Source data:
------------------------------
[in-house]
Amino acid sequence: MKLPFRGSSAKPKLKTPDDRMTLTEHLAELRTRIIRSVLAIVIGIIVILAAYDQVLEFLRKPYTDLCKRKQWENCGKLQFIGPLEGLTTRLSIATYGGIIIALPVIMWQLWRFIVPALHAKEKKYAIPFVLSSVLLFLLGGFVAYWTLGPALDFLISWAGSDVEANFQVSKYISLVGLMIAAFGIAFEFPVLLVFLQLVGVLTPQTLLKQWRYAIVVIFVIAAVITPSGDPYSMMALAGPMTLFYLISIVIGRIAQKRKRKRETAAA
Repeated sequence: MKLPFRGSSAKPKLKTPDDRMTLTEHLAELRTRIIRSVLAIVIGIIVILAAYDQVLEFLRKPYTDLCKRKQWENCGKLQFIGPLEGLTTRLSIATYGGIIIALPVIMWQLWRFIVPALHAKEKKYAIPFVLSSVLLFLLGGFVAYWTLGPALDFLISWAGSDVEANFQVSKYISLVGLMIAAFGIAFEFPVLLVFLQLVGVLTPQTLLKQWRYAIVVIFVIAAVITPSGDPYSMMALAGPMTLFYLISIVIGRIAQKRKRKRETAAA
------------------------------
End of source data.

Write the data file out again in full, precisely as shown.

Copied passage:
[in-house]
Amino acid sequence: MKLPFRGSSAKPKLKTPDDRMTLTEHLAELRTRIIRSVLAIVIGIIVILAAYDQVLEFLRKPYTDLCKRKQWENCGKLQFIGPLEGLTTRLSIATYGGIIIALPVIMWQLWRFIVPALHAKEKKYAIPFVLSSVLLFLLGGFVAYWTLGPALDFLISWAGSDVEANFQVSKYISLVGLMIAAFGIAFEFPVLLVFLQLVGVLTPQTLLKQWRYAIVVIFVIAAVITPSGDPYSMMALAGPMTLFYLISIVIGRIAQKRKRKRETAAA
Repeated sequence: MKLPFRGSSAKPKLKTPDDRMTLTEHLAELRTRIIRSVLAIVIGIIVILAAYDQVLEFLRKPYTDLCKRKQWENCGKLQFIGPLEGLTTRLSIATYGGIIIALPVIMWQLWRFIVPALHAKEKKYAIPFVLSSVLLFLLGGFVAYWTLGPALDFLISWAGSDVEANFQVSKYISLVGLMIAAFGIAFEFPVLLVFLQLVGVLTPQTLLKQWRYAIVVIFVIAAVITPSGDPYSMMALAGPMTLFYLISIVIGRIAQKRKRKRETAAA